[Phylum: Chordata] [Class: Actinopterygii] [Order: Syngnathiformes (spiny)] [Family: Syngnathidae]
Despite being inefficient swimmers, sea dragons are actually fish that share many traits with their close relatives - the seahorse family.
This section contains factual information about the three types of sea dragon, including their behaviour, diet, and unique reproduction.
If there is one small marine creature recognised as having a body with the best ornate camouflage - it could be the leafy sea dragon.
Its delicate, leaf-shaped appendages cover their entire body and blend in flawlessly with the seaweed and kelp surroundings.
They also share several notable and visible features with the seahorse species (Hippocampus), including their 'bulky' shape, elongated snout, and fin placement.
However, unlike seahorses and pipehorses, sea dragons do not have a prehensile tail - an adapted 'limb' to grasp or manipulate objects.
Note: Another section explains more about seahorse characteristics and personality traits including how its unique reproductive behaviour fascinates most animal lovers.
The measurement from the snout to tip of the tail for most sea dragons is around 22 centimetres (9 inches). Even so, at full maturity common sea dragons (Phyllopteryx taeniolatus) can reach a length of forty five centimetres (18 inches).
Because leafy sea dragons (Phycodurus eques) move slowly in the water, having near perfect camouflage helps to protect them from their predators (capture for the aquarium trade).
Despite being disguised as floating seaweed most of the time (e.g. brown, yellow, green), they also have an ability to change their natural colouring - usually determined by diet, location, stress level, and age.
The three known and identified varieties are still in existence. They are the smaller leafy sea dragon, the common species (Phyllopteryx taeniolatus) also called 'weedy', and the ruby sea dragon (Phyllopteryx dewysea) found back in 2015.
The weedy species has the least amount of appendages. Thus, blending in with the surrounding environment can be a challenge for these marine species with less protection.
As a result, you will find this reddish and yellow coloured fish living on the ocean floor.
Ruby sea dragons tend to spend most of their time hidden in deeper water, where deep red colours are almost invisible.
There are only a few places in the world where you can find sea dragons in the wild (e.g. other than kept as a pet fish in an aquarium).
They live in shallow areas where their natural camouflage protects them the most - the seaweed beds and rocky kelp forests around south Australia and Tasmania.
Note: Seahorses, pipefish, pipehorses, and sea dragons are all poor swimmers. In general, they move through the water by drifting with the ocean currents.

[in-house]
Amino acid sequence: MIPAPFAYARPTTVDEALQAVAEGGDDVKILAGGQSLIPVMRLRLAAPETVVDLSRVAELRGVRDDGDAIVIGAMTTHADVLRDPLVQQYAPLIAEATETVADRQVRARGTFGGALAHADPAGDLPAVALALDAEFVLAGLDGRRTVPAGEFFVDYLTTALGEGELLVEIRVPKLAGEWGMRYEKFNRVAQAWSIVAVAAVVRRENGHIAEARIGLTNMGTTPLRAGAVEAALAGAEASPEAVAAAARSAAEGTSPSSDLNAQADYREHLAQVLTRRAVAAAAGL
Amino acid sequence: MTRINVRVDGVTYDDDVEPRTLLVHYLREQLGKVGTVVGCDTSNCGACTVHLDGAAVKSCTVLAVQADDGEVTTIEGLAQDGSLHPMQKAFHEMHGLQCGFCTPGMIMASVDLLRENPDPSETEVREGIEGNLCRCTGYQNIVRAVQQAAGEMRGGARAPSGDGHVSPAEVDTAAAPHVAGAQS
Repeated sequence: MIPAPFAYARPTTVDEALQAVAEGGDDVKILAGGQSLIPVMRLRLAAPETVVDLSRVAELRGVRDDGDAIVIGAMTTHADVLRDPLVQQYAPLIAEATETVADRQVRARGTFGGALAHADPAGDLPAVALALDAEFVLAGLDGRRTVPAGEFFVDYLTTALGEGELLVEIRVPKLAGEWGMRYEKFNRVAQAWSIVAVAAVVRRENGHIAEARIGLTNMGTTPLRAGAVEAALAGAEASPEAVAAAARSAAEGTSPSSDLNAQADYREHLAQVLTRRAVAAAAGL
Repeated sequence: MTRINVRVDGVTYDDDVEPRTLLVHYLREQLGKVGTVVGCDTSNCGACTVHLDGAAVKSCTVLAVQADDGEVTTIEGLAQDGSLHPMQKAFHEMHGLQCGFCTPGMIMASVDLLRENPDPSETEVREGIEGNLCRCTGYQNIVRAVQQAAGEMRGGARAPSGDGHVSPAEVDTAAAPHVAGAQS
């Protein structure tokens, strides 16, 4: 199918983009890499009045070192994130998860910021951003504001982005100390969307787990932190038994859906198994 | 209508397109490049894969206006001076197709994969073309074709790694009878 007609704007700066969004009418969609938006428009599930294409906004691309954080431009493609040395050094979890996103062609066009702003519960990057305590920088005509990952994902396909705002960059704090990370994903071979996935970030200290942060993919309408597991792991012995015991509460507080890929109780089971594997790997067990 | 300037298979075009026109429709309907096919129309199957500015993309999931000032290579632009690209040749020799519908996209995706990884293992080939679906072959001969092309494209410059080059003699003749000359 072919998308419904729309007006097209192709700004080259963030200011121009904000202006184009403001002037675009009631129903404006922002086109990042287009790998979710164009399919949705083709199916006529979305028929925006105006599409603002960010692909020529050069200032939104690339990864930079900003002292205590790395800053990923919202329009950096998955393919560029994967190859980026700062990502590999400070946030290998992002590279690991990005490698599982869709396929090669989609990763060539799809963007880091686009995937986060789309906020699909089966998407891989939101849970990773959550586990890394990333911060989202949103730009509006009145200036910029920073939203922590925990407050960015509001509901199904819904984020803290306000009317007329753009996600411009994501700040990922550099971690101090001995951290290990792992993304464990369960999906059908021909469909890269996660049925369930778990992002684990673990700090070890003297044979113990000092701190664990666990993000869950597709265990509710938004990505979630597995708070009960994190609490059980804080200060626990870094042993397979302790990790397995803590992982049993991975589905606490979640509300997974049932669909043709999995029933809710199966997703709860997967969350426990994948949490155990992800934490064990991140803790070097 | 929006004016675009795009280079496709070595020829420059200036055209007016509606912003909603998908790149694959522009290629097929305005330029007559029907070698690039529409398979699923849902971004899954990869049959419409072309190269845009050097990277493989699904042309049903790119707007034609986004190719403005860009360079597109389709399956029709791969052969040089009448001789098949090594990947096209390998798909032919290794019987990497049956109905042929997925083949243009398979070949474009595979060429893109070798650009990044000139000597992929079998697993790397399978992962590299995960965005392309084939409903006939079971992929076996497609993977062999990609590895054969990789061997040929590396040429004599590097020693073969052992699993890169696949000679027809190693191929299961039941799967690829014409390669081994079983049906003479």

Because they are carnivorous, they have also been known to eat small shrimps, fish larvae, and certain species of 'manageable' reef fishes.
Despite being lousy swimmers, they are very active hunters and refuse to wait for food to drift past them. Instead, they will suck small plankton out of the water column into their mouth - and with ferocious efficiency.
According to their scientific genus, they are a species of fish. But, they do not swim like most other fishes do (e.g. when they are feeding or escaping natural predators).
They often travel the ocean in pairs - appearing to be clumps of seaweed. Nonetheless, they also seem to be quite happy leading a solitary lifestyle by themselves with an average lifespan around five (5) years.
Most of the time they will drift freely with the natural movement of water using their 'leaf-like' pectoral and dorsal fins for propulsion. These appendages are extremely thin and almost transparent to the naked eye.
Most of the species also have tiny fins running along their backs and sides that they use for intricate manoeuvring.
The leafy and weedy sea dragons do not have a prehensile tail.
As a result, these two species have no mechanism for holding onto small branches with their tails.
But, the ruby sea dragon has a prehensile tail. Thus, they often choose to remain in different locations for lengthy periods.
Males will take on the role of courting receptive females when sea dragons mate. After establishing a breeding pair, the male assumes the responsibilities for childbearing.
But, unlike the male seahorse species, the male sea dragon has a spongy brood patch underneath its tail, instead of a pouch. The female will deposit bright-pink eggs inside the male's oxygenated brood patch during the mating ritual.
After fertilisation, males will incubate the eggs and then carry them to full term. Around six weeks later, they will release tiny baby sea dragons into the water column. A standard clutch size is around 250, and the new hatchlings will assume the role of caring for themselves.
Note: This short video [2:07 seconds] contains actual footage of real sea dragons and how they can drift freely in the water column.